This article was originally published by Radio Free Asia and is reprinted with permission.
A Uyghur design director who has worked for a Chinese locomotive manufacturer in Turkey for more than a decade was arrested by Chinese authorities in March when he returned to Xinjiang for a family visit, company employees said.
Qahar Eli, 39, left Turkey on March 27 with his family on a month-long trip to visit his parents in the town of Turpan with an assurance from his company that he would be allowed to return to Turkey, said his lawyer Wadat, who gave only one name.
Although he had a Chinese passport and had visited his hometown several times before with the company’s guarantee, this time he was arrested.
When Radio Free Asia contacted his employer, CRRC Zhuzhou Locomotive Co., based in China’s Hunan province, a staffer confirmed Eli’s captivity, categorizing his case as criminal.
“He has been arrested, so there’s nothing I can assist you with,” she said. “You should ask the police authorities. Given that his situation is now a criminal case, you would need to reach out to the police department.”
Another employee from the company’s human resources department said they had been unable to contact Eli for several months due to his detention.
“Qadir’s current situation is likely as you mentioned,” he said. “You heard correctly, he has been arrested. I’m unsure about the exact timing of his arrest.”
Wadat told RFA that he recently received information from unofficial sources that authorities were holding Eli captive, though his three children had yet to settle into school in Xinjiang, and his wife was living with her parents in Turpan.
Eli’s disappearance comes amid growing calls by Uyghur rights groups for China to be held accountable for its repression of the mostly Muslim minority group in Xinjiang.
Eli, who hails from Lukchun village in Turpan’s Pichan county, arrived in Turkey around 2010 after completing studies at the Beijing Institute of Education, said a person familiar with the situation who requested anonymity for safety reasons.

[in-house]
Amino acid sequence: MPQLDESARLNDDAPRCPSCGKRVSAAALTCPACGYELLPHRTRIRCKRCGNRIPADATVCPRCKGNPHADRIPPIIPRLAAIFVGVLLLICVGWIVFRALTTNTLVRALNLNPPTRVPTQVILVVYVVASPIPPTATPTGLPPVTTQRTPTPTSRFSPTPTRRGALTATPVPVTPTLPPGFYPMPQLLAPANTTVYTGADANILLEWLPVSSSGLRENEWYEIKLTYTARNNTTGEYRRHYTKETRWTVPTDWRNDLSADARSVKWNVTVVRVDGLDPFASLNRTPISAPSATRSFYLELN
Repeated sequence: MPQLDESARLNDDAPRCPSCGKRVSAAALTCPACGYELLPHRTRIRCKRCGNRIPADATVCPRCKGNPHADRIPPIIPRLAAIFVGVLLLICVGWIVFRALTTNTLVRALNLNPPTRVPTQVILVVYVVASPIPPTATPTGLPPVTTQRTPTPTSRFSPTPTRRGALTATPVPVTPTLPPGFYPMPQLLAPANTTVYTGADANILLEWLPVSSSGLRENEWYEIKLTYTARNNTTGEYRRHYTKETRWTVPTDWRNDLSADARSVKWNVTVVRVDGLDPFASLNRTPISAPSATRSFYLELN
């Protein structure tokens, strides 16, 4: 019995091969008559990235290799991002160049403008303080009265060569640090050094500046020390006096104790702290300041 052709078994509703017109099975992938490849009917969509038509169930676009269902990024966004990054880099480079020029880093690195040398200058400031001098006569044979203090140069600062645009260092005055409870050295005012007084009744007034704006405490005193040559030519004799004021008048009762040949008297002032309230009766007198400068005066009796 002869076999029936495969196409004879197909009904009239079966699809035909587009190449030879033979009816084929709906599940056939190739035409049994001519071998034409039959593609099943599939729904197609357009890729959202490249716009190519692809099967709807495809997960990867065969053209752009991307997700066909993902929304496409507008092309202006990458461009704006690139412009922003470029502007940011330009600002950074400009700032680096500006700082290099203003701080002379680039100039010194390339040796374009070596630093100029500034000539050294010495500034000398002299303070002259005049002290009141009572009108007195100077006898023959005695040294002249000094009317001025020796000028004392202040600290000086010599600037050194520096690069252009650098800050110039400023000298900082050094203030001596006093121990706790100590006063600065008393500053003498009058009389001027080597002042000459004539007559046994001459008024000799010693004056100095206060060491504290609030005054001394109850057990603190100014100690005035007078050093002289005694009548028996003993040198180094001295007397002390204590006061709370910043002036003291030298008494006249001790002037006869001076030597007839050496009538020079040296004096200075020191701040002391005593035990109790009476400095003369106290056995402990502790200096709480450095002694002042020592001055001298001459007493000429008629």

He learned Turkish and later worked as a translator for the locomotive company’s local subsidiary.
Zhuzhou Locomotive specializes in manufacturing high-speed electric locomotives and does business in more than 50 countries, making it a pivotal participant in China’s Belt and Road Initiative.
Eli was later promoted to design director in part because of his exceptional social skills, the person said. In this role, he oversaw the company’s projects in Istanbul, Ankara and Izmir.
Eli visited China a few times after 2017, when authorities started detaining thousands of Uyghurs in “re-education” camps under the guise of preventing terrorism and religious extremism, said a friend who requested anonymity for safety reasons.
In the past, the company had been able to resolve any difficulties Eli encountered during trips back to Xinjiang, he friend said.
RFA contacted officials in Lükchün village and Pichan county for information about Eli, but they declined to comment.
Cautious and distant
Wadat told RFA that Eli traveled with his wife and their children to Turpan and informed close friends that he would return to Turkey by April 26.
When Eli failed to return, Wadat began investigating his whereabouts.
“Qahar maintains relationships with influential figures in Turkey, including individuals at the ministerial level,” Eli’s friend told RFA. “However, even they are scared about China’s response and have refrained from speaking up.”
Despite living in Turkey for a decade, Eli was cautious and remained distant from the Uyghur community there, interacting only with a few classmates living abroad, his friend said.
“He is meticulous in his actions, avoiding any involvement in events and limiting his interactions with Uyghurs,” he said. “He placed a great deal of trust in the Chinese company.”
Eli initially played a key role in the company’s operations in Turkey, but after it solidified its presence there his significance diminished, said the person with knowledge of the situation.
Wadat speculated that Eli’s arrest could have stemmed from complaints from his Chinese colleagues.
“I believe that the integration of a Chinese Uyghur into Turkish society to this extent also upset the Chinese side,” he added.